Knowledge-driven

If there is someone who represents the bull's eye of the target market for those new traveller's watches that display the correct time in 23 cities spanning 22 time zones around the globe, it's Tim Gelvin, vice president and general manager of Itron's international business unit. Regardless of where the sun is rising or setting, regardless of what language is spoken, and regardless of whether it's an introductory meeting, a full-scale metering system implementation or a strategic partnership discussion, he takes satisfaction in knowing that Itron never sleeps.

“That's really one of the things I find most exciting and rewarding about this job – no matter what time or what day it is, someone from Itron somewhere in the world is helping one of our customers run their business better,” says Gelvin, who came to Itron last summer to put the company's international business unit back on a track to sustained growth and consistent profitability. “That's exciting, and it's what gets us up early every morning.” 

Gelvin likes the foundation he has to build upon. With more than 2,000 electric, gas and water utility clients in 45 countries, Itron is an industry leader among data collection technology companies serving utilities around the world. Itron technology, ranging from handheld computers to wireless fixed networks to software applications for advanced C&I metering, is used to collect data from more than 275 million electric, gas and water meters across 6 continents, and that number is growing every day. 

After three years of marginal financial performance, Itron as a whole initiated sweeping restructuring efforts in 1999 and 2000 aimed at returning the company to profitability. Those efforts, which also led to Gelvin's arrival at Itron, have paid off. Itron posted strong earnings in 2000, surpassing Wall Street expectations. Nevertheless, in a diverse global market where customer requirements and operational environments change with every passport stamp, achieving sustained growth and profitability is not something a company can take for granted, Gelvin says. And complacency is a death sentence in today's market.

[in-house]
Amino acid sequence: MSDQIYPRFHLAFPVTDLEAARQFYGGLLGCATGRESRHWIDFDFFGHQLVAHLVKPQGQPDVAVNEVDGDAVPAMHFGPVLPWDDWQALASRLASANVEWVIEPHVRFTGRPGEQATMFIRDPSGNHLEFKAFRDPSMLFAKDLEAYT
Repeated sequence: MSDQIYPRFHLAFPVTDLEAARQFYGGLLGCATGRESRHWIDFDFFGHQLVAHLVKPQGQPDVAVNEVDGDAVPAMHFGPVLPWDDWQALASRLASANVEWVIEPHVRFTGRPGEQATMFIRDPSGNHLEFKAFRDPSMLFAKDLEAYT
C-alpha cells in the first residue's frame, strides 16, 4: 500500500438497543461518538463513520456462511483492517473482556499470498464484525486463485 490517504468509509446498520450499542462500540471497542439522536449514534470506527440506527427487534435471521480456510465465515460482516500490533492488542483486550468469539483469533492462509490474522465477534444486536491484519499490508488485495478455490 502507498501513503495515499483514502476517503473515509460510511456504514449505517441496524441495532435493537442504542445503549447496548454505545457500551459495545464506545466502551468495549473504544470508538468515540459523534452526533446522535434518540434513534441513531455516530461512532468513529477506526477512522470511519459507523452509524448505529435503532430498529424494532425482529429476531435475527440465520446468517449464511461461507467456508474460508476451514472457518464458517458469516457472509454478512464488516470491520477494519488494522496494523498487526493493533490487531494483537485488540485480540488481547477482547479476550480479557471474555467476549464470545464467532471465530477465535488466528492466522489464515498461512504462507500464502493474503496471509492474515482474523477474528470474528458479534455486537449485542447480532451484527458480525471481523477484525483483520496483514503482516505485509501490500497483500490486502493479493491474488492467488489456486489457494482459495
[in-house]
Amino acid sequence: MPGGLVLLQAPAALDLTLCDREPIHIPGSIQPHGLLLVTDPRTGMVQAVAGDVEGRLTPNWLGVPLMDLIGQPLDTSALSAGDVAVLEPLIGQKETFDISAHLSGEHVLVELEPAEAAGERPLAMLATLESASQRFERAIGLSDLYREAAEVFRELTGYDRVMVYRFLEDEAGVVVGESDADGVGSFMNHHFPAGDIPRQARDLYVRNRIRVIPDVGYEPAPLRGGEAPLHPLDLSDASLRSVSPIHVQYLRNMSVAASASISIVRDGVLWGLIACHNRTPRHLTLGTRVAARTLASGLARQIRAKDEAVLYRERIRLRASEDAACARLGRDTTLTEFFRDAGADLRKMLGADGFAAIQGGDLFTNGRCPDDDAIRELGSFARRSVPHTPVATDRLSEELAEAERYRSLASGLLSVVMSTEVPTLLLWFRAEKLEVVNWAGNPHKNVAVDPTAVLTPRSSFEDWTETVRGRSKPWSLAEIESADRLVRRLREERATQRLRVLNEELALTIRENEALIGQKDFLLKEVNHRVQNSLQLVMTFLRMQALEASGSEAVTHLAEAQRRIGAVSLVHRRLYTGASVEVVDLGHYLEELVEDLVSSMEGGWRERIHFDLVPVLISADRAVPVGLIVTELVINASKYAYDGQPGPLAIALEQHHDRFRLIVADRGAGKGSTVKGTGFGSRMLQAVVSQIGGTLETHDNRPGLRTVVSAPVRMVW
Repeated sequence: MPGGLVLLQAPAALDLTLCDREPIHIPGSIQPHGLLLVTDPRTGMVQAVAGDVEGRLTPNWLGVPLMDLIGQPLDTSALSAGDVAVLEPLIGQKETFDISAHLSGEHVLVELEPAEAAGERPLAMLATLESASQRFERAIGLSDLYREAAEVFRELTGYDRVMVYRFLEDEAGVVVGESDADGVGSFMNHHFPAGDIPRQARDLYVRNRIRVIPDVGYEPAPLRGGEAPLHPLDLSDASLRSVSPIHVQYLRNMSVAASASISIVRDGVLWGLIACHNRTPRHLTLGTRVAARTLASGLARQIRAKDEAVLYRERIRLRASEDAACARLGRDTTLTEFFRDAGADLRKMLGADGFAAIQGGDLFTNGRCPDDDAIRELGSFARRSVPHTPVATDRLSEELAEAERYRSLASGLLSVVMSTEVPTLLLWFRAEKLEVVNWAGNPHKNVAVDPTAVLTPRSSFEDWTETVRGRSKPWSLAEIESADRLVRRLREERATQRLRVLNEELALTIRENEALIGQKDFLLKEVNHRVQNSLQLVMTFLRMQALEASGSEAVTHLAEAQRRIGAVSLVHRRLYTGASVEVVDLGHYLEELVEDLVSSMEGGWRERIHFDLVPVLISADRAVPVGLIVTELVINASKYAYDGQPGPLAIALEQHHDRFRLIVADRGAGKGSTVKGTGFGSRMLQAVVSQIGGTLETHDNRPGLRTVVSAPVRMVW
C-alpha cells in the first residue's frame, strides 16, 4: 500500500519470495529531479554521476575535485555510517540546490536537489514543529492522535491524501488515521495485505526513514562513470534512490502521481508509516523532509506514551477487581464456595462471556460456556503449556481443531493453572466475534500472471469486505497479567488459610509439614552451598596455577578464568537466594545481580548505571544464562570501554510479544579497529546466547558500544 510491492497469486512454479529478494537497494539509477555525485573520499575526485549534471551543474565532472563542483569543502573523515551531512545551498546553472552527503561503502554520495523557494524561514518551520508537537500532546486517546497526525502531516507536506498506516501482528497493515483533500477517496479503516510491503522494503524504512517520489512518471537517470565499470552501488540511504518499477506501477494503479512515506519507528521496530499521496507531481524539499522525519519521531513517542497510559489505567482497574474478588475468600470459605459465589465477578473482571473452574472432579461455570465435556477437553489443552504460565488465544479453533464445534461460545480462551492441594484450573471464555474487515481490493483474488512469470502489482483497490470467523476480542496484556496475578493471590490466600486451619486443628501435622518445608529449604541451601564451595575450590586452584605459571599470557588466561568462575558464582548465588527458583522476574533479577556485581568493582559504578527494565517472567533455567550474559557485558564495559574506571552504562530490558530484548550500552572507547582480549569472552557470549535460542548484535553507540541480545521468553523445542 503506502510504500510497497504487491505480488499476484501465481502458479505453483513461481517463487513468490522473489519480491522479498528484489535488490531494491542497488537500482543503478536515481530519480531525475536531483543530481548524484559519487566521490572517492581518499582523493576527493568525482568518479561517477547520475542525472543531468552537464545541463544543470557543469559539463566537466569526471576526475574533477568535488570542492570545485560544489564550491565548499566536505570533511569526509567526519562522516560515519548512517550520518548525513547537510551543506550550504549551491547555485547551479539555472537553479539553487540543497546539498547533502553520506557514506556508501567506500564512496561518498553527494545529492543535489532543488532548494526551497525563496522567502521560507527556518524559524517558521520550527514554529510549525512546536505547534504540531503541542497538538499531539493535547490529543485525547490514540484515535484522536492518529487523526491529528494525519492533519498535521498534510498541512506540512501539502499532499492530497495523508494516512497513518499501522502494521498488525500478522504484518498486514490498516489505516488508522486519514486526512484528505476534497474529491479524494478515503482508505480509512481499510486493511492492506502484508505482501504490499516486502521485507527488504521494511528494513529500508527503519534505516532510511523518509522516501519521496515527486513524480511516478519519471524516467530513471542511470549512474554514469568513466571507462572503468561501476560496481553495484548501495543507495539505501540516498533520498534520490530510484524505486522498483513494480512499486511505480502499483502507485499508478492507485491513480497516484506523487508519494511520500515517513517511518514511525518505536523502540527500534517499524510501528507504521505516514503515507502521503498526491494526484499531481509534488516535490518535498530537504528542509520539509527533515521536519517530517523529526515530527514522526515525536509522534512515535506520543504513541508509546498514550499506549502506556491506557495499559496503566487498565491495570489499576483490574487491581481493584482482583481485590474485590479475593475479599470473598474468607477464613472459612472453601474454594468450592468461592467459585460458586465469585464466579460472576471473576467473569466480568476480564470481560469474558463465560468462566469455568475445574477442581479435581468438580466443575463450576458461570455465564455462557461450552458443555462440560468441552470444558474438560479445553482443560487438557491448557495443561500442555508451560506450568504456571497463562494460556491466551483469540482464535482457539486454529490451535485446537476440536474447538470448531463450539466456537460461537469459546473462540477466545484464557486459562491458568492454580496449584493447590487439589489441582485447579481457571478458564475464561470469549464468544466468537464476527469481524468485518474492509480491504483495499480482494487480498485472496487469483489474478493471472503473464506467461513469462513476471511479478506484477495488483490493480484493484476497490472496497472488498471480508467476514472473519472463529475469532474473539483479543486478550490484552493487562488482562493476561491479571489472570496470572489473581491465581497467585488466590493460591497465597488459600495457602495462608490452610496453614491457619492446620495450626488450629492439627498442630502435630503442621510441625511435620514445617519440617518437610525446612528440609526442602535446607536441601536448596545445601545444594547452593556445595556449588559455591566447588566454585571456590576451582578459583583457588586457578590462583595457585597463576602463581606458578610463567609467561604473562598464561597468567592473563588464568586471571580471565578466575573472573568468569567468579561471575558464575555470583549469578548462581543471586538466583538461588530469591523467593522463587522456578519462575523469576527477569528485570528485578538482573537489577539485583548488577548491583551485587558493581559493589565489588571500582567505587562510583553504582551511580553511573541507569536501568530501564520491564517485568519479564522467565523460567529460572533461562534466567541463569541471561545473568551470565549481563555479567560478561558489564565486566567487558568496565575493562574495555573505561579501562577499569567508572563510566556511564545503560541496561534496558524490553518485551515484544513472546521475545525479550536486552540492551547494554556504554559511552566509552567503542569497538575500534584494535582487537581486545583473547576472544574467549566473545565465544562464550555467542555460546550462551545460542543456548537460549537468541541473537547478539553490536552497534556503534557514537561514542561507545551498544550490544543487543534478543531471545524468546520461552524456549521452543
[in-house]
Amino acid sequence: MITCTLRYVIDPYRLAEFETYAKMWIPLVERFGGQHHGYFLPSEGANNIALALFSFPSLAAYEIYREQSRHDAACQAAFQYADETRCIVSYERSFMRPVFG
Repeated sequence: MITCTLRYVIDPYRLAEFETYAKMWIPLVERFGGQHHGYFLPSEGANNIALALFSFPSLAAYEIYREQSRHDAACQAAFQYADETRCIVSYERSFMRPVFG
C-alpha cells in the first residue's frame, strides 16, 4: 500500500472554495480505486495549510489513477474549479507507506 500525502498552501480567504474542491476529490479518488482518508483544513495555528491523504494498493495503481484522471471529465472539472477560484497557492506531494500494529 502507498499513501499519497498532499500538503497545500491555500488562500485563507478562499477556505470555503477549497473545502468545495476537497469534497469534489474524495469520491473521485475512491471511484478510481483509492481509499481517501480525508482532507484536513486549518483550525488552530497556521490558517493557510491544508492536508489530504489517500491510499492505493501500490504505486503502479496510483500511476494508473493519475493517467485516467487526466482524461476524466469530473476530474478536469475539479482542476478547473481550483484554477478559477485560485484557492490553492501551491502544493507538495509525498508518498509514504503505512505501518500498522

“Utilities throughout the world are under enormous pressure to increase shareholder value, increase efficiency, improve customer service, optimise distribution operations, prepare for deregulation, and manage energy and water resources more intelligently,” says Gelvin. “In short, utilities must become more competitive. That's precisely the value that Itron delivers to its customers – we collect, analyse and apply data and turn it into knowledge that utilities need to meet their operational and strategic objectives in a fast-changing and competitive marketplace. And to succeed, we need to leverage our knowledge to deliver a higher level of value to our customers than ever before. If we do that, growth and profitability will be the result.”